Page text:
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Since I'm using Java 1.4.2, this means that I cannot use Java's implementation of the table sorter. Instead, I've been using the TableSorter.java class from an earlier reply to my previous post: Heads up on implementing rowsorter and rowfilter java 1.4

It's working perfectly with one problem however, which is that it doesn't sort numeric values correctly. For instance, I have the following sequence of numbers in my table: 5,18,9,7,2,33

A increasing order sorting would display them like this in my JTable:

18,2,33,5,7,9

A decreasing order sorting would display them like this in my JTable: 9,7,5,33,2,18

I don't know if you have realized it, but apparently, the sorting of numeric values is only happening based on the first digit.

Do you have any quick fix for the problem? Please bare in mind that those numeric values are used as strings in my JTable as suggested by the getValue() method.

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Please post an sscce demonstrating the problem. Also, consider accepting and/or up-voting answers you have found helpful. –  trashgod May 18 '11 at 22:48
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3 Answers

Verify that getColumnClass() returns a numeric type, such as Number.

Addendum: MyTableModel in TableSorterDemo is an example. Data for the third column is of type Integer, a subclass of Number; as a result, getColumnClass() returns Integer.class. Because Integer implements Comparable, the column is sorted numerically.

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+1, keeps it simple. No need for custom code. –  camickr May 19 '11 at 0:08
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You need to implement a Comparator that performs a numeric comparison rather than the default lexicographical one. So something like (taken from http://crossedlogic.blogspot.com/2008/11/java-custom-comparators-sorting-text.html):

Comparator c1 = new java.util.Comparator() {
        /**
         * Custom compare to sort numbers as numbers.
         * Strings as strings, with numbers ordered before strings.
         * 
         * @param o1
         * @param o2
         * @return
         */
@Override
            public int compare(Object oo1, Object oo2) {
                boolean isFirstNumeric, isSecondNumeric;
                String o1 = oo1.toString(), o2 = oo2.toString();


            isFirstNumeric = o1.matches("\\d+");
            isSecondNumeric = o2.matches("\\d+");

            if (isFirstNumeric) {
                if (isSecondNumeric) {
                    return Integer.valueOf(o1).compareTo(Integer.valueOf(o2));
                } else {
                    return -1; // numbers always smaller than letters
                }
            } else {
                if (isSecondNumeric) {
                    return 1; // numbers always smaller than letters
                } else {
                    isFirstNumeric = o1.split("[^0-9]")[0].matches("\\d+");
                    isSecondNumeric = o2.split("[^0-9]")[0].matches("\\d+");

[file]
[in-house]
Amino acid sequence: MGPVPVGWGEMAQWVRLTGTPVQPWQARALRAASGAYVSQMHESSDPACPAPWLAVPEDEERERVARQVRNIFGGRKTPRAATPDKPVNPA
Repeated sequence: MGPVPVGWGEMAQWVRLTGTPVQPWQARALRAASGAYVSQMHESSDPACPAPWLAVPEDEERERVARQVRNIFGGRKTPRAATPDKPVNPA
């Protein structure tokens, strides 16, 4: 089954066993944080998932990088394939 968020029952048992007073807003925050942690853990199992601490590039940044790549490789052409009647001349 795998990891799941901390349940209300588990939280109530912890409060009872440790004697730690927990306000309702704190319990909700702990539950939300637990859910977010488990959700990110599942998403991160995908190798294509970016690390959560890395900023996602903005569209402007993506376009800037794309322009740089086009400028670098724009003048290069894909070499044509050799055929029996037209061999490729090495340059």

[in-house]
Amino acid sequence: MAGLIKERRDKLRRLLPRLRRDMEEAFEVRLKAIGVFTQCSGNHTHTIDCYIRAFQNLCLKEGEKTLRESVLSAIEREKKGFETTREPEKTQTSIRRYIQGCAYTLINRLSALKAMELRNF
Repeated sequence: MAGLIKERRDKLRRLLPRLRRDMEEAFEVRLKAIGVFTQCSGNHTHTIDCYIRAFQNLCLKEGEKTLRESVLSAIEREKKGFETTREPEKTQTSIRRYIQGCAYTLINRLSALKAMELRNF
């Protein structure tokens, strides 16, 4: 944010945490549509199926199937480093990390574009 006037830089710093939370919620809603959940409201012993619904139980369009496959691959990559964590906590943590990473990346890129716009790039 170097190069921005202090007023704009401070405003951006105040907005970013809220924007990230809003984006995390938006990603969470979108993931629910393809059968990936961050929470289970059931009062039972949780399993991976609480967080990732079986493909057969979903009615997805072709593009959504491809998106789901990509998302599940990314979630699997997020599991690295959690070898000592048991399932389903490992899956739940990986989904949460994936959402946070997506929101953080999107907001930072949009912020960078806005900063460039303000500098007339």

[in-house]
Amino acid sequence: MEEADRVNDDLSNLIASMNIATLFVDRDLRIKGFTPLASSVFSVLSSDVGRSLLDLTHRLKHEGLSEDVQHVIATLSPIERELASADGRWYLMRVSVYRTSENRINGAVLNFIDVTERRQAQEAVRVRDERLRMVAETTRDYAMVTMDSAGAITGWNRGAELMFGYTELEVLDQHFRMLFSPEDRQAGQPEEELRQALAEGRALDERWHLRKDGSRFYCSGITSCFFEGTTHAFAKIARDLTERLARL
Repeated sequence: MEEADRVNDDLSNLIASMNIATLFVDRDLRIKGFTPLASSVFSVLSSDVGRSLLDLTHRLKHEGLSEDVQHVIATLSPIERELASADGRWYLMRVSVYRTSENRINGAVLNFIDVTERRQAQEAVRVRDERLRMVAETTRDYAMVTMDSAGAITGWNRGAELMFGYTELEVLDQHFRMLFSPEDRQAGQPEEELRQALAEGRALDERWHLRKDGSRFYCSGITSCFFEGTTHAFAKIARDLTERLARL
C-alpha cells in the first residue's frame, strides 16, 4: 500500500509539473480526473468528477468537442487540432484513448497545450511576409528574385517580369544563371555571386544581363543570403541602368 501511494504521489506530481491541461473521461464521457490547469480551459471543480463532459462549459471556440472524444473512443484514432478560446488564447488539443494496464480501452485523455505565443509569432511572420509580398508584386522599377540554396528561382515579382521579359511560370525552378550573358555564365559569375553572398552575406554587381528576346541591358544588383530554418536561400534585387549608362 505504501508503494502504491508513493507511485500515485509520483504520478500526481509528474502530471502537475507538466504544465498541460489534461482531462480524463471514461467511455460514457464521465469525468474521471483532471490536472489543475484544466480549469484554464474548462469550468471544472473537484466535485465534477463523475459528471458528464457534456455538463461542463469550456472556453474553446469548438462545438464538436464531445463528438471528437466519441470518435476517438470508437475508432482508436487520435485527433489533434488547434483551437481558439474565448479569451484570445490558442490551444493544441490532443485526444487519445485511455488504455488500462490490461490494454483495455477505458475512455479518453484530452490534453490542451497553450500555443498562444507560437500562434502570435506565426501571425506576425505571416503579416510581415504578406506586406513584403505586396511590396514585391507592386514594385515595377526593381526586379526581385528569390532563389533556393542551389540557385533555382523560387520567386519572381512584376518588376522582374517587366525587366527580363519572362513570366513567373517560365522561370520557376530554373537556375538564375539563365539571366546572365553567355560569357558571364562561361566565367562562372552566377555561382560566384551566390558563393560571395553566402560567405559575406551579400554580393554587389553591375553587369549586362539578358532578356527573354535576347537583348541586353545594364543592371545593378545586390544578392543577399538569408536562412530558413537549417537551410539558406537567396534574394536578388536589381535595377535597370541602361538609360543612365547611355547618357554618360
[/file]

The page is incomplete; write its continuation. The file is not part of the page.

if (isFirstNumeric) {
                        if (isSecondNumeric) {
                            int intCompare = Integer.valueOf(o1.split("[^0-9]")[0]).compareTo(Integer.valueOf(o2.split("[^0-9]")[0]));
                            if (intCompare == 0) {
                                return o1.compareToIgnoreCase(o2);
                            }
                            return intCompare;
                        } else {
                            return -1; // numbers always smaller than letters
                        }
                    } else {
                        if (isSecondNumeric) {
                            return 1; // numbers always smaller than letters
                        } else {
                            return o1.compareToIgnoreCase(o2);
                        }
                    }
                }
            }
        }
    };

then pass that in as the comparator for the column:

tblSorter.setColumnComparator(String.class, c1);

Let me know how that works.

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You can also use Apache commons' number utils NumberUtils.isNumber(o1) if you are in to that kind of thing like me. –  Dave May 18 '11 at 22:53
    
Femi thanks for the quick reply mate. So how can I add this to the TableSorter in the post that I have mentioned before? I would really need a heads up on this.. –  Mouhammed Soueidane May 18 '11 at 23:14
    
Btw Femi, the code that you have provided only works with Java 1.5+. I'm restricted to using java 1.4.2... –  Mouhammed Soueidane May 18 '11 at 23:34
    
Odd. Wasn't aware I had any 1.5 syntax statements in there. What compile errors do you get? –  Femi May 18 '11 at 23:54
1  
I modified the class to take in Objects, rather than Strings. The getValueAt method sounds right: it really should sort properly now. Are you setting the Comparator for the right column (COL_NAME_QUANTITY)? I'm guessing it isn't correctly using the new Comparator. –  Femi May 19 '11 at 5:40
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up vote 0 down vote accepted

To update you guys on this, what I did was to replace the LEXICAL_COMPARATOR in the TableSorter.java from my original post with this:

public static final Comparator LEXICAL_COMPARATOR = new Comparator() { public int compare(Object o1, Object o2) { if(o1 instanceof Integer) {
Integer firstNumeric, secondNumeric;

            firstNumeric =(Integer)o1;
            secondNumeric= (Integer)o2;

                    return firstNumeric.compareTo(secondNumeric);


        }
        else
        return o1.toString().compareTo(o2.toString());
    }
};

Now, in the getValueAt, make sure that your "int" values are cast into Integer by simply doing: new Integer(intValue);

I hope this will save people some time.

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